What’s It About: A bunch of assholes and their fantasy football league. And when I say assholes, I mean that in an endearing way. This is a show about a group of terrible people who do terrible, embarrassing things to each other all in the name of winning a pointless competition amongst themselves. Basically, think of it like Curb Your Enthusiasm where every character is some variant of Larry David and all they care about is football.
Why You Should Watch It: Are you a fan of Curb Your Enthusiasm? It’s Always Sunny in Philadelphia? Just mash ‘em together and you’ve got The League. That may sound like a complaint - that the show is just that simple, but it’s not. Of course that’s not to say that a show about five friends’ misadventures with a fantasy football league is deep and complex - far from it - but it sticks to a tried and true formula of bitter, miserable people being bitter and miserable to each other and yet still being friends.
Everyone secretly thinks that their group of friends is as funny as the group on The League, that’s just the way it goes. But no one in real life gets up to sitcom-styled misunderstandings and mayhem, it just doesn’t happen. And that’s why shows like The League and Curb are so great. They’re the kind of sitcom world we wish we could live in. Not a bunch of friends getting together at a coffee shop every day, but a bunch of friends who escape their mundane lives by entering this bizarre fantasy world where they have no morals and are perfectly happy to throw their friends and family under the bus if it means comedy gold.
And in the case of The League, it’s gold indeed. It’s also remarkably vulgar for a basic cable television show. Not necessarily in language - even F/X has its limits - but in its topics and situations. There’s nothing off limits on this show. Everyone is at the mercy of what these brilliantly decadent jerks will do to each other.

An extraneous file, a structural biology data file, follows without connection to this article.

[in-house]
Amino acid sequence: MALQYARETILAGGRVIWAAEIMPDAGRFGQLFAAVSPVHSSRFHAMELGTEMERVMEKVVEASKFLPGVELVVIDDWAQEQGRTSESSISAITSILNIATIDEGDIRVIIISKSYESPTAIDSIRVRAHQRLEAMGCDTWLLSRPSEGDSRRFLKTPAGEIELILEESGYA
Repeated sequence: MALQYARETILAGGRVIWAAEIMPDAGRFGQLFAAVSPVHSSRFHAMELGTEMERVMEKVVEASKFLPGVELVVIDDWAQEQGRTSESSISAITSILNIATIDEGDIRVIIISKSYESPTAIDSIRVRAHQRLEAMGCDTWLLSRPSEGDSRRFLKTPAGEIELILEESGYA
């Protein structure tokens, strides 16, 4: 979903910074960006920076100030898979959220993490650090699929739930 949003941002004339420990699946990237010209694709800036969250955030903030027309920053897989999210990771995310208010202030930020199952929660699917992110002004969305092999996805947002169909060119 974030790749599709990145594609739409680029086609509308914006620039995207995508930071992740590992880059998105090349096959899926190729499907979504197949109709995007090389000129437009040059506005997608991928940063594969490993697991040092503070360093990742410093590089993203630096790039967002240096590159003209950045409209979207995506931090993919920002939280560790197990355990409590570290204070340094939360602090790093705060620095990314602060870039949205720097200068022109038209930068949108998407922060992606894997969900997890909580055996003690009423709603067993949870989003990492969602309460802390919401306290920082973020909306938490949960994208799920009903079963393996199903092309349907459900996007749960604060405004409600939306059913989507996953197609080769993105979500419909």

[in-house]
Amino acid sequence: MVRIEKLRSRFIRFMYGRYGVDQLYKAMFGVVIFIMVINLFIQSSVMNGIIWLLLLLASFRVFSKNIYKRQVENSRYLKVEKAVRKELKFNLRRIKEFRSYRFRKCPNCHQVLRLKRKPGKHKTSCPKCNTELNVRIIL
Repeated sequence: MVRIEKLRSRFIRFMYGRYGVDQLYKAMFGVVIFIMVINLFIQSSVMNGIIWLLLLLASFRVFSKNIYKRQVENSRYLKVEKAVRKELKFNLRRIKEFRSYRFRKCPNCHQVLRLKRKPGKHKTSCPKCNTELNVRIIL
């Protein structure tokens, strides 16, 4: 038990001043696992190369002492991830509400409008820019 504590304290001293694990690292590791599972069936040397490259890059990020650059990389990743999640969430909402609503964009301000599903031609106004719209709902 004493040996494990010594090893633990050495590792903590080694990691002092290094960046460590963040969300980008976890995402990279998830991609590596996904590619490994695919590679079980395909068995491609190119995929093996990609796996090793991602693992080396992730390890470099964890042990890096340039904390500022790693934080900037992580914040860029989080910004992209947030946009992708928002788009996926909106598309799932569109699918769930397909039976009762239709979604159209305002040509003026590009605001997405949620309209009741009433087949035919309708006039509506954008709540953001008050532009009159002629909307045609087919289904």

Blart (Kevin James) is a bumbling single dad with a precocious daughter (Raini Rodriguez) who is constantly urging him to get into internet dating and meet a woman. Instead he takes his job as a security officer at the local mall much too seriously to have time for romance. His routine is interrupted when a well-organized robbery empties the mall and among those taken hostage in the bank is a girl he has a secret crush on (Jayma Mays). With the SWAT team unable to take action Blart must use all his wiles to thwart the crooks free the hostages and save the day. James is a talented comic actor especially good in supporting roles like Hitch or his own sitcom The King of Queens. Here he just overdoes it. The pratfalls and cop imitations are funny but generally he’s just straining to make us laugh. And we don’t -- much. Mays as the would-be love interest has little to do other than look frightened most of the time but Rodriguez is quite winning. Also turning up in one-note roles are Stephen Rannazzisi as his rival for Amy’s affections Bobby Cannavale as the SWAT leader and the great Shirley Knight completely wasted as Paul’s mom. Director Steve Carr (Dr. Dolittle Daddy Day Care) has guided comic actors like Eddie Murphy Ice Cube Martin Lawrence and now James with varying degrees of success -- but subtlety is not his strong suit. Basically he turns Blart into an action comedy with the emphasis on over-the-top stunts. Somewhere buried in the non-stop mayhem is a sweet comic performance by James crying to get out but never really does. Ten year olds should eat it all up but parents will be looking at their watches.